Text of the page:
Before I became debt-free, I could never completely focus on enjoying my time with friends or family because I was always obsessing about money. Thoughts about making my rent payments, or having enough money to eat for the next week consumed my thoughts. Now, that I am debt-free, I can focus on enjoying a relatively stress-free life.
Having debt means living in the past
When you burden yourself with debt, you are burdening yourself with the past. Living with debt means you’re stealing money from your future, and paying interest in purchases and decisions that you might have made months, or even years ago. Being debt-free means living in the present, and being able to look towards the future.
Debt will hold you back from your dreams
Having debt limits your options. So many doors open for you when financial problems aren’t holding you back. Whether it’s pursuing a new career, giving to c harity, buying that dream car, travelling, or retiring early – when you are debt-free, you are able to do whatever you want to do in life.
Your money now works for you
Instead of paying high interest rates on borrowed money, the money you would have put towards debt repayments, can be utilized to buy a house, save for retirement, or invest it in any way you see fit. It’s an extremely liberating feeling.
You can buy a home
This was potentially the biggest motivating factor for me. I’ve always been interested in real estate, but knew that in order to bet the best mortgage rate possible, I needed to first become debt-free, and then save for a down payment. Eliminating debt means your credit score will improve, and that means a better interest rate when it comes time to get a mortgage for your very first home.
While I was working towards my dream of becoming debt-free, I never held a job that paid over $45,000. Instead, I chose to increase my income by creating multiple streams of income (I had three jobs), ditched my car, and found small ways to save on everything else. The pay off of being debt-free as soon as possible was worth it to me, and the idea of living the life that I had always envisioned for myself was what motivated me to keep going.
What’s your motivation to live a debt-free life?
Recently a couple of friends have sent me e-mails (they are also bloggers), and they seem amazed that I’m able to live off of just writing. They asked if I was going into debt, dipping into savings, or somehow making 6-figures as a blogger (hah!). The answer is “no” to all of those questions, and it reminded me of that quote: you can have anything you want, but not everything.
Half of being able to afford anything you want is learning how to prioritize, and understanding what you really value in life.
If your dream is to move to NYC to become a fashion designer, get out of credit card debt, buy your very first home, or have the wedding of your dreams, what are you doing to bring yourself closer to that goal? Because just talking about your dreams won’t make them come true.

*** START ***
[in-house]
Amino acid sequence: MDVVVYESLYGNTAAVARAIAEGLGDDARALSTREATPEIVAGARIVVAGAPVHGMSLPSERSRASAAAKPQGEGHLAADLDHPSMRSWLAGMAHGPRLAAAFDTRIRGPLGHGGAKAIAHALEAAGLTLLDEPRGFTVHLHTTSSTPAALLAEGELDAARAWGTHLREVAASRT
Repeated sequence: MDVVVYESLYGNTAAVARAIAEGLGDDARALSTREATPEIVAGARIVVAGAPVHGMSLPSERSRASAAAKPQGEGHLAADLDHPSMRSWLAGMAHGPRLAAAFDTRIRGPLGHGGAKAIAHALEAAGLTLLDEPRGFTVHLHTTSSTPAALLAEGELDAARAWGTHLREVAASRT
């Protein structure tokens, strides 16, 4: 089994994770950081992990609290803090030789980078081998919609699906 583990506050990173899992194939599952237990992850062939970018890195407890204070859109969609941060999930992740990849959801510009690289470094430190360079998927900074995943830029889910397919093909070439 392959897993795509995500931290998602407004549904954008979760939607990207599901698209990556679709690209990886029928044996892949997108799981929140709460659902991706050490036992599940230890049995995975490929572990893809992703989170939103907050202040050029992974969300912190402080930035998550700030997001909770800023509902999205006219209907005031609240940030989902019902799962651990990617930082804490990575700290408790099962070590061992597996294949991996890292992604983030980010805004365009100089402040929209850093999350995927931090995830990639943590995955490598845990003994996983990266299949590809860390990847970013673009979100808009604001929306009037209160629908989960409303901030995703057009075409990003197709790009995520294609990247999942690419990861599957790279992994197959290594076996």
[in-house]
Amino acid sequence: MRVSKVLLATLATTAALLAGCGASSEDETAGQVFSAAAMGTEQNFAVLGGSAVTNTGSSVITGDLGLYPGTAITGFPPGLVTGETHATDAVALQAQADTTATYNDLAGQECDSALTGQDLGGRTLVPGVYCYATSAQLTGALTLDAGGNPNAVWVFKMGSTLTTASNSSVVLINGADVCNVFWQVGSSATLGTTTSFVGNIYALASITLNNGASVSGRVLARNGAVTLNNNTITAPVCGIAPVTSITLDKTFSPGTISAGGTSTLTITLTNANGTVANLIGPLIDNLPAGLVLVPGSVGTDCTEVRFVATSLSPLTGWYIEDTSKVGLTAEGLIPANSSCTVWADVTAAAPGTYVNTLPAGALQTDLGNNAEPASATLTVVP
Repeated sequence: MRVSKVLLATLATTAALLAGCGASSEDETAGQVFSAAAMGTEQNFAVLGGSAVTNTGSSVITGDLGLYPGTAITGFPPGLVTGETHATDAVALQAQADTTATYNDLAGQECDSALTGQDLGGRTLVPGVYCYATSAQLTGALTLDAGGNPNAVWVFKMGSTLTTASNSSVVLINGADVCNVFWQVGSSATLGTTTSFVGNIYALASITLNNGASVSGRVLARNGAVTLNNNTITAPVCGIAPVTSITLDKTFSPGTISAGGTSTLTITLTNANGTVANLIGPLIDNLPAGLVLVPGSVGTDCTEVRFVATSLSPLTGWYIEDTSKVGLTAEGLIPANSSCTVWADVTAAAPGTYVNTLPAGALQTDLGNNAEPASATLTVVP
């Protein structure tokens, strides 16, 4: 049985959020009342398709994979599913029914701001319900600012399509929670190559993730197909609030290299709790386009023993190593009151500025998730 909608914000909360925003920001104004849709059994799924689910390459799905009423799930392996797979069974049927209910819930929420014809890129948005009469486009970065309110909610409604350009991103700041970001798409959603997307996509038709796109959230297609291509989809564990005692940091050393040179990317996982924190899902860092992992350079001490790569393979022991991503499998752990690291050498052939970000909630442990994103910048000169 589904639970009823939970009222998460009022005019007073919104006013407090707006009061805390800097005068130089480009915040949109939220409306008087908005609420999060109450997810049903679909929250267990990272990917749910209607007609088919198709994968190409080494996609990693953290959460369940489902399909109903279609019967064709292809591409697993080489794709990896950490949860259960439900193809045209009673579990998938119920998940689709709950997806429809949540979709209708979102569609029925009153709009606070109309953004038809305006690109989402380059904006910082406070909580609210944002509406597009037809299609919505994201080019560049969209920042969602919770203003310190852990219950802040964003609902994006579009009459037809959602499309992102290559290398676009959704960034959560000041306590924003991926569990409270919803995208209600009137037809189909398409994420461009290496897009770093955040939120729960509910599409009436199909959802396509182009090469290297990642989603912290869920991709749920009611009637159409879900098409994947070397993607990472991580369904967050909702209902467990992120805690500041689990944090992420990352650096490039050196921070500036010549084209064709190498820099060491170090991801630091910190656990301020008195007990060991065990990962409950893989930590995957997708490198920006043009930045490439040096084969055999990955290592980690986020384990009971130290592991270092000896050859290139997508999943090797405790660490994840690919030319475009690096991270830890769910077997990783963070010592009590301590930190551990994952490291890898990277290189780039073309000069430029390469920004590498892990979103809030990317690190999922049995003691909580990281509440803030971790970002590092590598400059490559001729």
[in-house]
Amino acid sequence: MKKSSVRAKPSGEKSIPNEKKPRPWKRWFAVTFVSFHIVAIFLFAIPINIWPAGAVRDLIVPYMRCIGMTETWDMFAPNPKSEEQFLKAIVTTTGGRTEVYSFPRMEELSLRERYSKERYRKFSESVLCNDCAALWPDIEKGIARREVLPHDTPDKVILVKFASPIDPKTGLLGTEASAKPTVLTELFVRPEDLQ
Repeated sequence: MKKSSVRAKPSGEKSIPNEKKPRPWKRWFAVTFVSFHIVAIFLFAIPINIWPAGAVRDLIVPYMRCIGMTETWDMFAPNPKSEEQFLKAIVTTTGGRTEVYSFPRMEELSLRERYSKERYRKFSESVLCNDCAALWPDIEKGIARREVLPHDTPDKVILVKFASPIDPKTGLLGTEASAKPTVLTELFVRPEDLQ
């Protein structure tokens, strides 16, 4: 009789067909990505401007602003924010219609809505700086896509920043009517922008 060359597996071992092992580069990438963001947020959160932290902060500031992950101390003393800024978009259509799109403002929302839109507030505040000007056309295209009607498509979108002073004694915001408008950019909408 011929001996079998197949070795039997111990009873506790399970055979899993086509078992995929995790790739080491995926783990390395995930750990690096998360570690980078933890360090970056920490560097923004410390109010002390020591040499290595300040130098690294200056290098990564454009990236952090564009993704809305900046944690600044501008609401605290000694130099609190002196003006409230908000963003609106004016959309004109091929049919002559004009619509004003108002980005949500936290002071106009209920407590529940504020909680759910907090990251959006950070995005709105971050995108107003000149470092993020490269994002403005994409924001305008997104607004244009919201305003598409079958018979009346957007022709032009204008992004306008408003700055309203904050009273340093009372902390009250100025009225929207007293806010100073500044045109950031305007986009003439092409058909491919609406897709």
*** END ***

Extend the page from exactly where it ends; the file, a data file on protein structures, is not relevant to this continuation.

I recently had a conversation with a friend whose goal really is to move to NYC to become a fashion designer. She was accepted into her dream school for this September, but the 2-year program will cost a staggering $80,000! She also applied to schools that were less expensive, but her heart has always been set on this one particular school, so she had to make some serious decisions. After much thought, she decided to postpone her start date for 1 year so that she could save up more money. That way, she gets to go to her dream school, but in exchange, she’s going to have to make some serious cutbacks in her lifestyle, and start saving like crazy over the next 365 days.
We are faced with decisions like this on an everyday basis, and it’s how we react that will determine what we value. My neighbour in Vancouver goes to Starbucks every morning. She knows that by spending her money on caffeine, she won’t be able to go on vacations as often – and she’s okay with that. She knows she can’t have everything that she wants, so she has chosen to spend her money on what she values.
If you want to get a dog but can’t afford it on a monthly basis, why are you eating out at restaurants so often? If you want to visit your family more often but you can’t afford the plane ticket, why are you spending so much on cable television?
Six years ago, I was the perfect example of someone who wanted (and bought) everything. And as a result, I was over $20,000 in debt. But I wanted to become a homeowner. I wanted to stop stressing about bills. I wanted to stop having to monitor my bank accounts to make sure I wouldn’t go into overdraft. And I knew I couldn’t keep living the way that I was, AND have the life that I wanted for myself. So I made a choice.
Take a few minutes to think about what you truly want in life. You can take that trip to Africa, you can buy that fancy sports car, and you can retire early – you can have anything you want in life… just not everything. The problem is, many of us are unwilling to make sacrifices in order to afford what we really want. So we end up settling, stuck envying the lives of others, and wishing we had the money to do the things we’ve always dreamt of.